Get seen Two babies turning from caterpillars to walking, and talking was one of the greatest gifts of my life. I love their wobbly steps and cheerfully expressed opinions – except when it comes to bedtime. Their brains are dripping from their ears, I’m exhausted, and the sink is still full of dirty dishes. These kids need to sleep.
Every parent has experienced this particular flavor of despair, whether they’re trapped in a bed in the dark with a 3-year-old suffering from separation anxiety, or when a young child pops up in a particularly bloody moment in their lives. The last of us He asks for just one drink of water. I spoke to certified sleep counselors to get some tips on how to get your kids to sleep.
Messing with bedtime
As a sleep consultant and founder of Baby Sleep Answers, a company that provides customized, scientifically-backed sleep solutions for newborns and toddlers, Andrea De La Torre says that a toddler’s tiredness is dictated by two biological processes—the internal circadian rhythm and sleep pressure, or what we call fatigue.
The circadian rhythm is a 24-hour cycle that may get your toddler out of bed in the morning, but a child’s ability to tolerate fatigue increases as he gets older. This is why kids nap so much, while adults can enjoy post-dinner drinks (sometimes). If your child has trouble falling asleep at the end of the day, you may have to adjust his daily schedule to match his ever-changing natural rhythms.
“A lot of people assume their kids aren’t sleeping because they’re not tired, and they put their kids to bed too late,” says sleep consultant Molly Tartaglia, founder of MMT Sleep, which offers supportive one-on-one and digital courses for parents of kids up to 7 years old. “But an early bedtime is always a good idea.” A good rule of thumb is to aim for 10 to 12 hours of sleep for a 3 or 4-year-old, so if your child wakes up at 7 a.m., try to put him to bed around 7:30 or 8 p.m.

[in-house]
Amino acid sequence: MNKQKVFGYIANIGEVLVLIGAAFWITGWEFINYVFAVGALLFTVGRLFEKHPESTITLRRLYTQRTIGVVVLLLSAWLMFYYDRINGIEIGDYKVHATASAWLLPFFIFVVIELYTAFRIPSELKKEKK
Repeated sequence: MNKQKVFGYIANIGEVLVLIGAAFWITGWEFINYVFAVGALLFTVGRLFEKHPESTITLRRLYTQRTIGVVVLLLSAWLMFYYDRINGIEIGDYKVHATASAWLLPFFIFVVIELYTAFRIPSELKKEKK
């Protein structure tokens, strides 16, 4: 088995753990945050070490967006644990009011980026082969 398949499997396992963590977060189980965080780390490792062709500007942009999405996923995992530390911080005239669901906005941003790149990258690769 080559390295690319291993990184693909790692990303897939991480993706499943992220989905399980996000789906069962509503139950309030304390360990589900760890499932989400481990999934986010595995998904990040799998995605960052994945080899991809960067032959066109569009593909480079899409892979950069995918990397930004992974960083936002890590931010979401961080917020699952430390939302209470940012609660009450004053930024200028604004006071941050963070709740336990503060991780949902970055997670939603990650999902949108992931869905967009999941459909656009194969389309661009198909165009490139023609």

This is also the age when babies start to need naps less. If your child seems quite energetic at 8 p.m., you can try eliminating or shortening daytime naps. “If they’re still napping, do one nap. If they’ve been sleeping for an hour, try a 10-minute nap,” says de la Torre. “Some parents don’t realize they can take a 10-minute drive around town.”
Establish a consistent routine
When so much of the brain and body changes on a daily basis, it’s no wonder young children crave predictability. “Your routine can really consist of anything, as long as it’s done over and over so your child knows what to expect,” says Tartaglia. Even at ages 5 and 8, my kids have the same bedtime routine as they did when they were kids — baths, books, and bedtime. The nightlight also soothes fears of the dark, and the white noise drowns out mom’s voice as she talks to her friend on the phone as she comes down the stairs.
The overarching goal is that you can put your toddler to bed the same way you put a preschooler or primary schooler – with a hug, a kiss to sleep and out the door. No sleep swings, no endless nighttime snacks, or lying there for hours, staring at the ceiling. To that end, you generally want to keep your response to nighttime outages consistent. “Don’t say one time, ‘Go back to bed, it’s okay,’ and then the next time, ‘Come to bed with me,'” says Tartaglia. “It sends mixed messages to your child.”